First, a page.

Mentors, Part 2

The Taoist masters, it is said, never wrote down their lessons to be read because for them, their ideals, their experiences, their knowledge could only be imparted through the way they lived their lives.

In some ways, being a master in the Arts is the same way. There was a time when painters could take on apprentices and teach them the basics of their profession. It is said that when Leonardo da Vinci was apprenticed to the painter/sculptor Verrochio, the teacher retired his art when he saw Leonardo’s wonderful work on the same painting they were sharing The Baptism of Christ. The apprentice in this manner, became the master.

Often musicians take on pupils, whether one-on-one or in formal classes. Music in this way is often taught in public schools, for any who wish to take up the art; I had, in my deep-flung youth, tried to master the coronet. I failed. I remember an awkward, nervous time being the next to last seat, challenged to blow on that damn thing the scale, and showing the class how terrible I was at it. There was the Mexican boy who was the very LAST seat, and for some reason, he could never beat me. I was horrible. He was worse; which goes to tell you that bad as you might be, there probably is someone worse than you. That wasn’t the first time I tried to learn music – but, unlike the road of writing, I never felt at one with the medium and it languished and died.

It is curious that authors never take on apprentices. We allow our students the rigors of formal education when it comes to language usage, such as English grammar; but I have never heard once the occasion where Norman Mailer took in apprentices like Pablo Picasso would. Is it because we writers are more inward? That we are more disgruntled? That we are bitter old gossips whom have cantankerous opinions, whether fiction or non-? Can we not suffer apprentices? Now, don’t get me wrong, the literary world is full of conferences, seminars, classes, and informal instruction in one way or another. As an art form, writing can be just as loud as any other medium. Yet many professional authors I know are rather reclusive. Does writing somehow reach further inward, into universes disquieted and perhaps unsettled within the writer? Places that in the discovery, cannot suffer the eyes or input of an apprentice?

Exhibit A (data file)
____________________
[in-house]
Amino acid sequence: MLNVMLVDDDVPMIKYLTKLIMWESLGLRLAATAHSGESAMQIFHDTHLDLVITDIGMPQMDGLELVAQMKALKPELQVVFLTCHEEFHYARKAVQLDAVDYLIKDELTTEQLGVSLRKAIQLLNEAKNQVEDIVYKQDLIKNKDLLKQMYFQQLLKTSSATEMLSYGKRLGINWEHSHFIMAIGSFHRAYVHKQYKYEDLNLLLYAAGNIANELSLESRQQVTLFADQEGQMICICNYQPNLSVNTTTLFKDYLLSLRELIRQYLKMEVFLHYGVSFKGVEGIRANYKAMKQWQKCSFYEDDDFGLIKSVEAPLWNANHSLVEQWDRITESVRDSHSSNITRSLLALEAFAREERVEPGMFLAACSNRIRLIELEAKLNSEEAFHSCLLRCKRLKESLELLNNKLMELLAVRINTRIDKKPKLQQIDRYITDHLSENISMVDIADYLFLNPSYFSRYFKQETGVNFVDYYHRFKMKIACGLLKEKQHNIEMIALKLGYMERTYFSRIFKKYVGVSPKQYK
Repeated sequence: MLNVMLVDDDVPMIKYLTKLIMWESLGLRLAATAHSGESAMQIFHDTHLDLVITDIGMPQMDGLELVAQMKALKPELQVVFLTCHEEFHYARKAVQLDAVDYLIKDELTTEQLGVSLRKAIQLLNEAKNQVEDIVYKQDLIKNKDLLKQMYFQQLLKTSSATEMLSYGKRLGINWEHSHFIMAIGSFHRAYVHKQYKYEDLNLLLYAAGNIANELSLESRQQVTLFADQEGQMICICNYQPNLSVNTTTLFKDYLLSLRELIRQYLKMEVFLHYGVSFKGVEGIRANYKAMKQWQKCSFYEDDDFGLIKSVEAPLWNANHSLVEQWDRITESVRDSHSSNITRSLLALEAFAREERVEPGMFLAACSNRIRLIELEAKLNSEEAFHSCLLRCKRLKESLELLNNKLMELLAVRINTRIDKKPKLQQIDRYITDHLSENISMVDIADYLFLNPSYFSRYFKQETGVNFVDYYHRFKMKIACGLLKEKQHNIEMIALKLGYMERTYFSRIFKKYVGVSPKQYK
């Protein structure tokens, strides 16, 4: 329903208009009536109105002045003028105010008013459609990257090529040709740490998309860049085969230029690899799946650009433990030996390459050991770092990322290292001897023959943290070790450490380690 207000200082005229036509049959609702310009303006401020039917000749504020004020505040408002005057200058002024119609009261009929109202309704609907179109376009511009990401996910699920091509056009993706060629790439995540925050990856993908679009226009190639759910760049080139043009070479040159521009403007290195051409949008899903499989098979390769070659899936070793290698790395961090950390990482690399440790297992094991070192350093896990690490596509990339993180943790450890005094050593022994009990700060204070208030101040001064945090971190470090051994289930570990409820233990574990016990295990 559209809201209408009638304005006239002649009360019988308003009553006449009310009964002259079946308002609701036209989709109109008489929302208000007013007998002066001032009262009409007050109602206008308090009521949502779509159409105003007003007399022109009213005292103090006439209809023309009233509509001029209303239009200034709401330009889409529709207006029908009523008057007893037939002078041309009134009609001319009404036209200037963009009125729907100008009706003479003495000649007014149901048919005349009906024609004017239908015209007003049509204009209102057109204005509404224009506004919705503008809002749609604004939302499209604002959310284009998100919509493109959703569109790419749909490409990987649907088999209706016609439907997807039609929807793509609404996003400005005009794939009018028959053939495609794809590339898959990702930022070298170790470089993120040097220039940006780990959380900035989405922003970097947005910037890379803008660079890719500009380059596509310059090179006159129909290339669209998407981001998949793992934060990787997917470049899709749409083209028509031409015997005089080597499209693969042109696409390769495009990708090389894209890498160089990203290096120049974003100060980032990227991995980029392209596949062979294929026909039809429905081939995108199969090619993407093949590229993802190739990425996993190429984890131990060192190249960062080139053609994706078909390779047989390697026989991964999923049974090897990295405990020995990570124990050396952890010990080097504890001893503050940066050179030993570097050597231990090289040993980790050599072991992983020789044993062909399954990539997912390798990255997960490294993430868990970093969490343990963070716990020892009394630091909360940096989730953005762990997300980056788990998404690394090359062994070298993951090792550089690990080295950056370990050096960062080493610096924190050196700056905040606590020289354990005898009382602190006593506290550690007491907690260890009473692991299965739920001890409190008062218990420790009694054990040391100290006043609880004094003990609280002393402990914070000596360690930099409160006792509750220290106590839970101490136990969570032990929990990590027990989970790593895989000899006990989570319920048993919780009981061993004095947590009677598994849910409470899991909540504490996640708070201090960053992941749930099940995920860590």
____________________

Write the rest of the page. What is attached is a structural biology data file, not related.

I have spoken my peace on writers’ conferences. Yet, the greatest element I’d found dealing with them was in the networking; of meeting kindred spirits whether established or not. However, with the growth if the Internet, it appears that the need to travel to an expensive faraway locale just to hobnob anymore is rather unnecessary. I also believe, when it comes to instruction, that like the Taoist masters, the journey of writing is a personal one, with no way to convey formal instruction  unless it has something to do with the business side of the art, or tricks to using grammar.

Yet mentors from afar also did the trick, having learned many a technique by observing their works – by reading their books and short stories. A host of writing mentors have guided me through the process of many years to get me where I am today. Some of these mentors, such as Peter Straub (Ghost Story, Shadowlands, Floating Dragon, etc.) taught me much in the eloquence of literary fine art not because of the genre-based horror story he wrote in, but in the mere way he wrote it. The same could be said of Anne Rice, who, like Straub, is a highly-eloquent, literary author. Peter I was able to befriend through the Internet, and it was a glory day to speak with an author so prominent with my own journey of self-discovery. Other authors as well provided me teaching from afar through their works; which brings me to the next issue: the self-styled writing guru who charges to impart some advice or teaching in the art of writing itself.

You know them. Seems there are many opportunities to make money in the literary arts, and not always from publishing a book or optioning a screenplay. I am constantly badgered by self-appointed writing “gurus” who hold expensive seminars to try to make a buck by imparting information that can be easily (and less costly) found through other ways. No one can guarantee you a 12-step method to getting published, let alone the whiz-bam-bang structure that will always net you a bestseller, or movie-of-the-year.

If you are a novice in the arts, remember that there is no one who can guarantee you a 12-step method to getting published, let alone the whiz-bam-bang structure that will always net you a bestseller, or movie-of-the-year. Time and immersing oneself in writing is usually the path to success. Just throwing money at something – just ask members of the GOP ;)- doesn’t always bring your wish of being a great author.


About mciddangelo

"I write because I believe in literature; I believe that the art of words is louder than sound, more colorful than paintings. My novels are written not because of the pursuit of money or even success, but in the FAITH that they exalt our experiences; that not only do they give us enjoyment to read them, but they are meant to open worlds that a reader may not ever imagine." M Cid D'Angelo is published in Aiofe's Kiss, Calliope, Eureka Literary Magazine, Third Wednesday, Midway Journal, and many others. He is the author of Dead Reckoning (J Ellington Ashton Press, 2015), available on Amazon in paperback and Kindle versions.
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